Diversity & Inclusion: The Tide Is Turning
Commercial real estate, like other similar industries, has historically lacked diversity. The deaths of Ahmaud Arbery, Breonna Taylor and George Floyd that preceded the massive social awakening last spring forced the country to take a hard look at how we foster diversity in our lives, workplaces and industries. The CREFC member panelists noted in the “Diversity, Equity & Inclusion” session that now it is not only important to be open and inclusive, but it is also critical that companies and individuals be actively anti-racist in order to fully enact change. The panelists made pointed suggestions for making this change happen. To start, diversity and inclusion directives and initiative must come from top down; if leaders set the culture to be inclusive, then employees will fall in line. Second, there must be a multi-pronged approach to tackling the lack of diversity including recruiting diverse talent, retaining that talent, promoting and fostering talent and inclusion- ensuring diverse employees are given a seat at the table and also given the opportunity to speak while there. Another critical way companies will find success in addressing diversity and enacting change was noted by Trevor Freeland, a Managing Director at Deutsche Bank, “Get comfortable being uncomfortable and having those uncomfortable conversations in order to grow.”
FHFA Director, Dr. Mark Calabria on the Future of the GSEs
Dr. Mark Calabria, a celebrated economist and current FHFA Director, joined the final day of the conference for a fireside chat and shared his insights on the current state of the economy and the future of the GSEs. He repeated a theme that the core role of the GSEs is to be counter-cyclical; they are in place to steady the market when there is a crisis, when the private markets are compromised. He also noted that the COVID crisis is different from the Great Financial Crisis of ‘09 but we were able to take some lessons learned then and apply them now. Calabria pointed out that while the GSEs never stopped being private companies, their exit from conservatorship requires a restructuring of their entire capital stack so that both sides balance out; he added that the effort must be process driven, not capital driven. During COVID Fannie Mae and Freddie Mac helped more than 200,000 families in need of assistance by paying property taxes and covering housing costs at no cost to taxpayers. Further, on January 19, Fannie Mae posted that since its return to the LIHTC market in 2018, it has provided $1.5 billion of equity investments to support the creation and preservation of 576 affordable properties as part of an ongoing commitment to affordable rental housing in underserved markets.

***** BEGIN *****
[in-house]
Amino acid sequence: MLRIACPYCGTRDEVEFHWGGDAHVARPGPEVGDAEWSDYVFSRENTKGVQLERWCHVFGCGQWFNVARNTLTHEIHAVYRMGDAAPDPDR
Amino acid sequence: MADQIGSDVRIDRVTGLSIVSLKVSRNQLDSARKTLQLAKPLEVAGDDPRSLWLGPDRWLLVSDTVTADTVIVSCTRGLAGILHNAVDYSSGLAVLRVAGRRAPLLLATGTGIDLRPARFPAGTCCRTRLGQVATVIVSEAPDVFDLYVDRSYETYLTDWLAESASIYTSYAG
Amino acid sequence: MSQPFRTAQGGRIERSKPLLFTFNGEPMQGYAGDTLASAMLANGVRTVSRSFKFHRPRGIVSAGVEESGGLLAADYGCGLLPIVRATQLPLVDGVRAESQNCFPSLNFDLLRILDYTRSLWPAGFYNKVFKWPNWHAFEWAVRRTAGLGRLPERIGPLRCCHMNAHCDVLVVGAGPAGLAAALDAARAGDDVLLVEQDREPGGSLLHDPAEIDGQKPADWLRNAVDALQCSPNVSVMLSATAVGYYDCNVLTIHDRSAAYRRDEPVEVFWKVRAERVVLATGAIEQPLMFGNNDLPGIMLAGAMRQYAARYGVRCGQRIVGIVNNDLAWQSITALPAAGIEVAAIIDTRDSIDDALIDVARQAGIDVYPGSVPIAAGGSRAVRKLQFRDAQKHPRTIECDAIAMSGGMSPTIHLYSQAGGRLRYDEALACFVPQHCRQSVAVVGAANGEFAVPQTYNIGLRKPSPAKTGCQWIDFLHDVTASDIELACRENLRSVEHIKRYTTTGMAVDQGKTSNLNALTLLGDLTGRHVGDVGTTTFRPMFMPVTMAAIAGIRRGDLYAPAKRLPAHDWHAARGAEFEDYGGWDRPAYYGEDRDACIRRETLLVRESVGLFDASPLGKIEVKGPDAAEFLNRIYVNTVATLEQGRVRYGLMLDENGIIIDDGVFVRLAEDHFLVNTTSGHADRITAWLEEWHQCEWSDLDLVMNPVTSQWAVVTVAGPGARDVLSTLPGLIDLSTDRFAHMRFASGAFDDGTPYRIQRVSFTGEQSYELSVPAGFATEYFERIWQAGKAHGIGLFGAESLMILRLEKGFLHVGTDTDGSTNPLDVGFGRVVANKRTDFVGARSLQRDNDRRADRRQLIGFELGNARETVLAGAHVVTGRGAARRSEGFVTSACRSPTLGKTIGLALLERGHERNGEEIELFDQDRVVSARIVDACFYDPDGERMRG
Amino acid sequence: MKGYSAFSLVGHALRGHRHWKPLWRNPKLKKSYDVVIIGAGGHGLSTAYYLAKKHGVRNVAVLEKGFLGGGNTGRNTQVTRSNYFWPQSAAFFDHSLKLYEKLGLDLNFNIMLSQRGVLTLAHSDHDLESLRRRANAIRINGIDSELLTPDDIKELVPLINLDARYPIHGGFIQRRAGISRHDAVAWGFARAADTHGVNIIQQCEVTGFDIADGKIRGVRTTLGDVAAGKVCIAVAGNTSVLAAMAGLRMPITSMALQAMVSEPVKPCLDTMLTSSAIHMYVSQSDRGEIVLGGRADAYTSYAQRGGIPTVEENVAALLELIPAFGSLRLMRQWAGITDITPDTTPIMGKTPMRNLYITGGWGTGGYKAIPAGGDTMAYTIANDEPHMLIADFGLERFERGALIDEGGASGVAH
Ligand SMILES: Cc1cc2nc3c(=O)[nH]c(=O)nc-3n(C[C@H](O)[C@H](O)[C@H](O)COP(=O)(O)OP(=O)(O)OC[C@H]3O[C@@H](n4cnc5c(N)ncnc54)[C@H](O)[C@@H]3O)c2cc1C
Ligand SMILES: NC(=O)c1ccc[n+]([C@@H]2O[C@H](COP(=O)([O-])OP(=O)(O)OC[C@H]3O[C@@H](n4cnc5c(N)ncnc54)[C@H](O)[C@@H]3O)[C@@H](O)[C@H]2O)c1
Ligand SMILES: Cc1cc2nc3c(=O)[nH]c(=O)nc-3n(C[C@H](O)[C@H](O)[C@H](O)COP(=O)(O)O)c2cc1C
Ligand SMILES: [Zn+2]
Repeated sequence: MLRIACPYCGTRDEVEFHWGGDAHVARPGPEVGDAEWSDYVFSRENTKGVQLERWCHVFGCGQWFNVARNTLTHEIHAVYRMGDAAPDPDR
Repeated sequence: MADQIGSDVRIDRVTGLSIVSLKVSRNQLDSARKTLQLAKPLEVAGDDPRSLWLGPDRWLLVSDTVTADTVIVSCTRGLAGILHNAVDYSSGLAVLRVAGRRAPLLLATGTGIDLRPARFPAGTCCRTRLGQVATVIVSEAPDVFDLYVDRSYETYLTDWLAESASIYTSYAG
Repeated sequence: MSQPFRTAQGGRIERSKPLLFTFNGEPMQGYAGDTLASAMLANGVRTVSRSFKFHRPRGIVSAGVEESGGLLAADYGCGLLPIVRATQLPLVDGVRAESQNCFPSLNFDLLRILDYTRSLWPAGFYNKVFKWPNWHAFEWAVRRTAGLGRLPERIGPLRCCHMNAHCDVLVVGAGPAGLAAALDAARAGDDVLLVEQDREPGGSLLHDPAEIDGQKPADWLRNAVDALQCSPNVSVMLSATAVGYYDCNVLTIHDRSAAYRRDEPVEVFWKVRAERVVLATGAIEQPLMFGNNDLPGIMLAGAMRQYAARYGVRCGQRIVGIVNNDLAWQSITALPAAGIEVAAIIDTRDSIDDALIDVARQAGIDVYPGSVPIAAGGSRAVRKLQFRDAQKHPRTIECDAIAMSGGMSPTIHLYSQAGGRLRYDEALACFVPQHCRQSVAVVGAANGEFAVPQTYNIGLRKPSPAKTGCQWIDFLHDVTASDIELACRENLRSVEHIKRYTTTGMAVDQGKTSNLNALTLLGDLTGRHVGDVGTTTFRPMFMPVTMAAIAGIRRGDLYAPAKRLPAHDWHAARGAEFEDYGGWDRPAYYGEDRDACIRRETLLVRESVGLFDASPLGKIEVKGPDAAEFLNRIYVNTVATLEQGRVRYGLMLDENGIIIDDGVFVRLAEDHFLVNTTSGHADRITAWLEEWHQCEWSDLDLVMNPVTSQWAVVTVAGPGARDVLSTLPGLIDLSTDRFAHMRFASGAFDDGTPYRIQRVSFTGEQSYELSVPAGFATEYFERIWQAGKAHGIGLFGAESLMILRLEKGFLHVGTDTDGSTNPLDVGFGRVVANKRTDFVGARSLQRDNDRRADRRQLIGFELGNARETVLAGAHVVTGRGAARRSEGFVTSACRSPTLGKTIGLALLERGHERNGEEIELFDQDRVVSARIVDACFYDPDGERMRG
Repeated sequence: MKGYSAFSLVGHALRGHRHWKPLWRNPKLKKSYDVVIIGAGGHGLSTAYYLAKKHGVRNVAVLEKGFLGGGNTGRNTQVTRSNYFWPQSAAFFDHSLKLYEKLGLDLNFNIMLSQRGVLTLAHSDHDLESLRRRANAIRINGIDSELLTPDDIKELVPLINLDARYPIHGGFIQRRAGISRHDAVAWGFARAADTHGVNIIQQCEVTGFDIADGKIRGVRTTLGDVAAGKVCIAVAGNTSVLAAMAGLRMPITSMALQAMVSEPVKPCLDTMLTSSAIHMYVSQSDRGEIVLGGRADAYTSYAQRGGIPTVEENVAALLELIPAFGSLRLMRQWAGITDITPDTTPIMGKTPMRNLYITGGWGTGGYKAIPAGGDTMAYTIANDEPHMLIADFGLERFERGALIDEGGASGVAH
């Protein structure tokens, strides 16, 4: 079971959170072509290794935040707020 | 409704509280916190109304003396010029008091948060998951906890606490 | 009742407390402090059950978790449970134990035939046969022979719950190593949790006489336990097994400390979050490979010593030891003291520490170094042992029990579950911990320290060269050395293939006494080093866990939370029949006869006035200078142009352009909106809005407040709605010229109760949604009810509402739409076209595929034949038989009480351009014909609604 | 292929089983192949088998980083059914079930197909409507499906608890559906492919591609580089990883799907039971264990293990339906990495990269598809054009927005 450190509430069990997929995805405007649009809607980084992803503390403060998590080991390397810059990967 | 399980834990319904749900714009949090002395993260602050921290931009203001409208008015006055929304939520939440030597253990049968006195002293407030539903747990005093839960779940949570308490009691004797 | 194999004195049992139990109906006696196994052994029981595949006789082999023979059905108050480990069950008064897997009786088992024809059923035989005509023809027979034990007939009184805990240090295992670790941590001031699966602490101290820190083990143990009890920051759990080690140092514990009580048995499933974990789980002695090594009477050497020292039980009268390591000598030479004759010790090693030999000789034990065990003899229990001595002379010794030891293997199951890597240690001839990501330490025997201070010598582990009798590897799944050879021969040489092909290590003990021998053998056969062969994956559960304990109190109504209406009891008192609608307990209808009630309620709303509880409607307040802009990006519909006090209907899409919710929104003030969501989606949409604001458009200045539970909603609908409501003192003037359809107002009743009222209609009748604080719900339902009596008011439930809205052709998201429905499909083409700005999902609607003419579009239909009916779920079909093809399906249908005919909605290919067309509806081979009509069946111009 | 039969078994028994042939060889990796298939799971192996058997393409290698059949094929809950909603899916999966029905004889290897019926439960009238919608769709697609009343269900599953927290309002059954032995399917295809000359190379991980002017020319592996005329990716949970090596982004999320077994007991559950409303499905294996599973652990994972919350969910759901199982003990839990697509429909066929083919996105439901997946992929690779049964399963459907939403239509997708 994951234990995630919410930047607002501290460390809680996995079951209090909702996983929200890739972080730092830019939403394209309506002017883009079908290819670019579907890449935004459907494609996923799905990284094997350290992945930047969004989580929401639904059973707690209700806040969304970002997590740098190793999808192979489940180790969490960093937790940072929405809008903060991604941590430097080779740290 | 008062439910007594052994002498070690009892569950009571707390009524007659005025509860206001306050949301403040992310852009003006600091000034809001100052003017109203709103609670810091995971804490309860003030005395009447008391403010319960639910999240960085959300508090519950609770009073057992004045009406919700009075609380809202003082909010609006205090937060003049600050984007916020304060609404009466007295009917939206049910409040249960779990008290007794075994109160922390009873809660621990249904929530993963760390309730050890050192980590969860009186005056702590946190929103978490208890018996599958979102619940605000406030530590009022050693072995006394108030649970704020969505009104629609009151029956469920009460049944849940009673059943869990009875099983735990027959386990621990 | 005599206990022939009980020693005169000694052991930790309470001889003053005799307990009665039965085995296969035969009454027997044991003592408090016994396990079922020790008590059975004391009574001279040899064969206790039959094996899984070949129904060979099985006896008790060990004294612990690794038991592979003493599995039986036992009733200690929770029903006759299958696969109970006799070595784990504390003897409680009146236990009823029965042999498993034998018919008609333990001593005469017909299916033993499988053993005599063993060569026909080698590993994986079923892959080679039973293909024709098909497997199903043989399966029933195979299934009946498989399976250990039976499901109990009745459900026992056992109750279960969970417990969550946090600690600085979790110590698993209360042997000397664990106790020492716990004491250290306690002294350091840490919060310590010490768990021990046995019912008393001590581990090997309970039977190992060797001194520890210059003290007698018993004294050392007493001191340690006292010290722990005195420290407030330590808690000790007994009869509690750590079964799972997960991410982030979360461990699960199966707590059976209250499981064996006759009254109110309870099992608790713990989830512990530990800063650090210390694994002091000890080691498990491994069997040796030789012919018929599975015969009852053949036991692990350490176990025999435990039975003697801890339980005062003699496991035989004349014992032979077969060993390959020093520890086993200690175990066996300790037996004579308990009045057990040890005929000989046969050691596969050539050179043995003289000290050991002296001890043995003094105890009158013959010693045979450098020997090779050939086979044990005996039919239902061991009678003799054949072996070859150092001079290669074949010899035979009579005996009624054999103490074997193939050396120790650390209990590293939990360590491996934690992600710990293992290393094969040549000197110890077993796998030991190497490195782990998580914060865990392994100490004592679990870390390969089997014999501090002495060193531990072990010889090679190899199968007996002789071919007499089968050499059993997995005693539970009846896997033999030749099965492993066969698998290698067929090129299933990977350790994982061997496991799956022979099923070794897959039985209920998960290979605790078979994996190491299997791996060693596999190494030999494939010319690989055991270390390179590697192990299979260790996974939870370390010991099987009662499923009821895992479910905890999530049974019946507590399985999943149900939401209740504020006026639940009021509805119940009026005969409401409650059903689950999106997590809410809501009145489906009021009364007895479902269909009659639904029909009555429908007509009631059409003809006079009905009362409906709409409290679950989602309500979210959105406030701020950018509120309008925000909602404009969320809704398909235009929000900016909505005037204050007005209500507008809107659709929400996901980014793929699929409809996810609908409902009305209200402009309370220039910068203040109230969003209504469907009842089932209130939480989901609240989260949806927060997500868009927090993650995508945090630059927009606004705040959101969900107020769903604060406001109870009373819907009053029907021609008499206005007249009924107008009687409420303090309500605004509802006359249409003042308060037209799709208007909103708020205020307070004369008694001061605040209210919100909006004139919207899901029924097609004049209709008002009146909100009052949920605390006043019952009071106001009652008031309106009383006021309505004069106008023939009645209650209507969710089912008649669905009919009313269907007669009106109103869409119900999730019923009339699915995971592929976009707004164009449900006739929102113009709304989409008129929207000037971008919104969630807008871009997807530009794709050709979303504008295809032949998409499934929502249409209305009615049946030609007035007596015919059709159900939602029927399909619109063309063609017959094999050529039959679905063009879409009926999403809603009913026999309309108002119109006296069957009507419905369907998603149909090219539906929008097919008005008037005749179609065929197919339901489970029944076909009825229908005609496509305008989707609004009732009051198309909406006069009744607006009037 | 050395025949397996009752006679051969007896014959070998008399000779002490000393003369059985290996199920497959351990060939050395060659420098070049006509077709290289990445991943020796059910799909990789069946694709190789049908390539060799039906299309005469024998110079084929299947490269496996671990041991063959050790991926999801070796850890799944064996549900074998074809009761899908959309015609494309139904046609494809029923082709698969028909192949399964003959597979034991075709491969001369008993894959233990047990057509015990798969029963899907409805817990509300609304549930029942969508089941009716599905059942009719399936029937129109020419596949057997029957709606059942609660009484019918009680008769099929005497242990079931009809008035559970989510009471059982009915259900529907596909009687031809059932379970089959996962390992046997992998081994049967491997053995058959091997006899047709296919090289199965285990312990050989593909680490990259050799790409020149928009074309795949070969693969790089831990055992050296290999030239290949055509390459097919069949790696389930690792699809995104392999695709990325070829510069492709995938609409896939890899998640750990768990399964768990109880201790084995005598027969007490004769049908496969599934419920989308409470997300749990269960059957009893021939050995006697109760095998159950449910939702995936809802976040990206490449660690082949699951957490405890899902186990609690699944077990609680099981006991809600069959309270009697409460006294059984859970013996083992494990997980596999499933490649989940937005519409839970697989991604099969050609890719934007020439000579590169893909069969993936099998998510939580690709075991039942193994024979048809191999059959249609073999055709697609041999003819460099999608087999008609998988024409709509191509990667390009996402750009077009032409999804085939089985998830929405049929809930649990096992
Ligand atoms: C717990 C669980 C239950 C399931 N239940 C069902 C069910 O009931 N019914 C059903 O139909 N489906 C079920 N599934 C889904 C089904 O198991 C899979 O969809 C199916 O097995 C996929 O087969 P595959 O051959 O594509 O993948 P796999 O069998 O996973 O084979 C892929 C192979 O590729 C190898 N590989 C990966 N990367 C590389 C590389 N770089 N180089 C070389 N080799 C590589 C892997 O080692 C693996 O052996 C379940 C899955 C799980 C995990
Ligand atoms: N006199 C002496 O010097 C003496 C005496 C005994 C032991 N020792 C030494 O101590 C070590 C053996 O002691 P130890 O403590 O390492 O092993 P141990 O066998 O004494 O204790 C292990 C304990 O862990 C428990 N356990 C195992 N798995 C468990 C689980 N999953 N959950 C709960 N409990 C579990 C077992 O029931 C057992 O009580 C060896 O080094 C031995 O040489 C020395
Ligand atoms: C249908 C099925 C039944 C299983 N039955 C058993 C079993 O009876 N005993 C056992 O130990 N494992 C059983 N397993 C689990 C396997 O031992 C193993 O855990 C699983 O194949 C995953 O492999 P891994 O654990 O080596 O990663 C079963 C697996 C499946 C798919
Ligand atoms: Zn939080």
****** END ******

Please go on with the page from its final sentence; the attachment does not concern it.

Importantly, low interest rates and strong home-purchasing fundamentals have enabled the GSEs to be of critical assistance at no cost to taxpayers. And regarding affordable housing, Dr. Calabria made note that it’s a complex issue that will only be remedied when there is a real partnership between state and local governments.
First 100 Days: What’s in Store for Biden’s Administration?
In his first few days in office, the 46th U.S. President Joe Biden issued more executive orders than any of his recent predecessors. With a clear strategy in place, his first 100 days is focusing on getting the pandemic under control, distributing vaccinations and putting the right personnel in place. President Biden’s Build Back Better plan will tackle the economy, jobs and enact the long delayed focus on infrastructure while retooling the economy for an environmentally sustainable future. The Build Back Better recovery plan will be fully unveiled in February, but those on the CREFC panel agreed we will likely not see legislation from this initiative being signed into law until possibly the fourth quarter. The panel was in agreement that Biden’s COVID package would likely be signed into law in March and be smaller than the proposed $1.9 trillion. As for the House Financial Services Committee, chaired by Congresswoman Maxine Waters, the CREFC panelists noted her focus on COVID response would be related to housing, rental assistance and a continuation of eviction moratoriums, closing the racial wealth gap with diversity and inclusion initiatives and overturning Trump-era regulations that impacted the financial services sector.